I'm in the living room. Or what should be the living room. But the dining room table is stuffed between two leather wing chairs, the couch is trapped behind it all, and there's no room to breathe much less live.
The dining room has flowed into the living room because century old plumbing has burped and belched and broken again and the new linoleum for the bathroom is stretched across the dining room floor.
And the washing machine is broken, too. The hamper overflows. The repair man said the part would take a week and a half and then he bolted for the door like mad.
So I look at the mess and sigh.
And I weave through the jumble, dodge the corner of the table, twine the skinny path that leads to the hall.
I'm thinking about an army of undies. I'm thinking about how to serve dinner outside when the temperature hit three digits before noon. I'm thinking about that floor and I'm wondering when it will be down and I'm fretting over all the parts and pieces of this uprooted puzzle that need to fit back into place, too.
I'm looking at the unlovely of it all.
Just then Lonny comes from the bathroom. He's tired. I can see the wear of the day in the lines of his face. He sidesteps the out-of-place furniture and crouches low over the sprawled out floor. But before his hands begin to work, he lifts his head and his eyes meet mine.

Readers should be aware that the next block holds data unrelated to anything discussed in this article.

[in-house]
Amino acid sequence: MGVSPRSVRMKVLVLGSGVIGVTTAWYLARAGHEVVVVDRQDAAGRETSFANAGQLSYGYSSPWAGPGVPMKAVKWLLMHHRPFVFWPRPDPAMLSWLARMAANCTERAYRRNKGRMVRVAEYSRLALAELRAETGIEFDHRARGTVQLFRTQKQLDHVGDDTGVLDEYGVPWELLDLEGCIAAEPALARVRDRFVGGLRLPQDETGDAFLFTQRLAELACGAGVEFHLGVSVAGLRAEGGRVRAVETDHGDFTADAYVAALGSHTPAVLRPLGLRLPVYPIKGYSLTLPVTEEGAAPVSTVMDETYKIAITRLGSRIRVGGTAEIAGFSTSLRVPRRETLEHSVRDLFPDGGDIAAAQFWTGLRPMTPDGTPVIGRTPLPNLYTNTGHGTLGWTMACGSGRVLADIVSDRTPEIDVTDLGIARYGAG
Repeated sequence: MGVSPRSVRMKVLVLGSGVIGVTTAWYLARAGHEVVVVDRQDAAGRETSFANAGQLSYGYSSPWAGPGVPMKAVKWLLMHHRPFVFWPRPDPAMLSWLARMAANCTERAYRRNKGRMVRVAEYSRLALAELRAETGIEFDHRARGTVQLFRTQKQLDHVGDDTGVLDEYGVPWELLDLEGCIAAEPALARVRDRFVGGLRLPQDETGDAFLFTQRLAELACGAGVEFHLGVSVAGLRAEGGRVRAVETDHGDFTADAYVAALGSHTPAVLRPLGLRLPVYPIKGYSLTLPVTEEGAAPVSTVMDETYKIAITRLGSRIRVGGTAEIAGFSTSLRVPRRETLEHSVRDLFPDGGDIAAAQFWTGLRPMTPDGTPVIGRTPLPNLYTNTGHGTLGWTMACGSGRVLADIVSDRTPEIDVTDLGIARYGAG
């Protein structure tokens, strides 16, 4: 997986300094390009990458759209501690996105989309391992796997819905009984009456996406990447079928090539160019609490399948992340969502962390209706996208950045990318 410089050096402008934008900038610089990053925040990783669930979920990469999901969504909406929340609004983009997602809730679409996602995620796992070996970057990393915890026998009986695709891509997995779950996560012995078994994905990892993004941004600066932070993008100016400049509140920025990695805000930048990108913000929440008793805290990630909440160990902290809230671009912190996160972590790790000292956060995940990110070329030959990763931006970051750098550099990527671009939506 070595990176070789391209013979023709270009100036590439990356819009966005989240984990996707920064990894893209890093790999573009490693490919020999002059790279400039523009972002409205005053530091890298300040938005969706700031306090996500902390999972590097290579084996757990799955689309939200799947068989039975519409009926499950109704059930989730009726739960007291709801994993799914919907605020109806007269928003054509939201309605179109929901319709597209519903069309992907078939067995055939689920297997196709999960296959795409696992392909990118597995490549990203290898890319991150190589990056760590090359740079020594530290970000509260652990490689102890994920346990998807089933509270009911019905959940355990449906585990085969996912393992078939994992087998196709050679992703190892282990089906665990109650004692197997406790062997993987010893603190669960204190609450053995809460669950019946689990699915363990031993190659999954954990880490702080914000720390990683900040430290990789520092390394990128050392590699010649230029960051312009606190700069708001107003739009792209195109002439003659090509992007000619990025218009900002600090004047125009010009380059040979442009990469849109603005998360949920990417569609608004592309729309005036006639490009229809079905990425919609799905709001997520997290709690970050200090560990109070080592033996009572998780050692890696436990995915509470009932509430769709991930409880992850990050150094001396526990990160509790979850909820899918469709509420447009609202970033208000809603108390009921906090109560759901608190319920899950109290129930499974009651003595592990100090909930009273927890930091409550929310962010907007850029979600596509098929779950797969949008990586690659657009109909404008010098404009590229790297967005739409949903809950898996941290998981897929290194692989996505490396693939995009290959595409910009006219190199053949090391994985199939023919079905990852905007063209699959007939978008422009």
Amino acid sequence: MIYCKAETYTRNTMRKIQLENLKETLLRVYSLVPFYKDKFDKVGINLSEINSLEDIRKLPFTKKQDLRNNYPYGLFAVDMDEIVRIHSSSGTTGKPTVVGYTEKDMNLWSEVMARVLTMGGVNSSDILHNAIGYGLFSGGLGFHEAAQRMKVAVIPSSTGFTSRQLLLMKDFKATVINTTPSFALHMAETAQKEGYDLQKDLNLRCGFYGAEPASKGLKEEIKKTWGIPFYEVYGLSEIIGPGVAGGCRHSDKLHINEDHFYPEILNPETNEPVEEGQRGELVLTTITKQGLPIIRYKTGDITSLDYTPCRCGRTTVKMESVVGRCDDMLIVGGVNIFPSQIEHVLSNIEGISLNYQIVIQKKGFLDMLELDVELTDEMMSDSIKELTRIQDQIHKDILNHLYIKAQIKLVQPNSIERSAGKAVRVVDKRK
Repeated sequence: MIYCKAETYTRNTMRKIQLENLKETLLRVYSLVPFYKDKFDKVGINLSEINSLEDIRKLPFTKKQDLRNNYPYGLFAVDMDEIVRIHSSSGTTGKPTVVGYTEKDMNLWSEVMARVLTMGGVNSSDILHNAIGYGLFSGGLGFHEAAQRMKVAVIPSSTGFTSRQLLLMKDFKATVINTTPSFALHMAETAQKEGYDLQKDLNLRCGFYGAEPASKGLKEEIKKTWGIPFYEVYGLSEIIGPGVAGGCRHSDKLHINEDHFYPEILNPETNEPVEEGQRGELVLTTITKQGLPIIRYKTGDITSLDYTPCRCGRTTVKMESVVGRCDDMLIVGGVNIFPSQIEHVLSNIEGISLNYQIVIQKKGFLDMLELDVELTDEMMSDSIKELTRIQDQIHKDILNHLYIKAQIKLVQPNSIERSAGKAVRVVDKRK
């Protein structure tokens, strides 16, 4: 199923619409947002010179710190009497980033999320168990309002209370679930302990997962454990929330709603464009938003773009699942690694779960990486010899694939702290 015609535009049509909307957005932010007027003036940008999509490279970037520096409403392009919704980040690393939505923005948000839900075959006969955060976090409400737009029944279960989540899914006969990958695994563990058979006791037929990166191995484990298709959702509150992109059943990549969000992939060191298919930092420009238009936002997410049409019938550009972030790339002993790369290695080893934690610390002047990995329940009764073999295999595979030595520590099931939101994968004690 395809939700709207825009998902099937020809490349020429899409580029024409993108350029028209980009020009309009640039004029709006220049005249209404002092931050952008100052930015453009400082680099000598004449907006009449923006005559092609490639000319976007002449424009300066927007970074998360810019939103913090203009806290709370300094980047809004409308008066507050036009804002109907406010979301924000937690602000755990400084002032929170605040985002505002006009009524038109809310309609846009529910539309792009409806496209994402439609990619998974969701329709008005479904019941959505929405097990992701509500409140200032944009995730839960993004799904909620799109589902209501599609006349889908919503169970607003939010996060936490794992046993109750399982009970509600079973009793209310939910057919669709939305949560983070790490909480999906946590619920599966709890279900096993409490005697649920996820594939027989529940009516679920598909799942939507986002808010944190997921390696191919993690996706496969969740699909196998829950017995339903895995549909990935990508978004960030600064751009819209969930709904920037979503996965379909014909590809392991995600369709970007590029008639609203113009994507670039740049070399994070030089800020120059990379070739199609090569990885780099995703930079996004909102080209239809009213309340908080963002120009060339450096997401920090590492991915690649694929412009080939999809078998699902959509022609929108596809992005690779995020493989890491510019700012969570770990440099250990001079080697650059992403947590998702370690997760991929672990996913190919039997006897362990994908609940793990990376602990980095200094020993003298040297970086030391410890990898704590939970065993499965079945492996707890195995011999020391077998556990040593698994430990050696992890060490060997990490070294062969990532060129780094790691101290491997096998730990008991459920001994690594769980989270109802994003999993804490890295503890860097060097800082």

I can hear our boys, overhead, playing and shouting and making all kinds of noise.
Sissy's curled on the rug in the hall, a sweet, tight knot of a long, lean dog.
And I stand in the middle of it all, looking at those eyes I've been looking into for almost twenty-five years.
And I have to smile.
Sometimes it's not crazy lovely. Life just doesn't always beat that way.
But Lonny and I are here together, and this pulled-apart place is ours. There are warm, full hearts here. Hands to hold. Time to share. There are memories and yesterdays and tomorrows and lives that tangle deep and wide to the most tender place.
There's blessing. Here. Right in the center of the mess.
And even with a jumble of furniture pressed tight on either side, and bathrooms and hampers that sometimes overflow,
there's no place I'd rather be.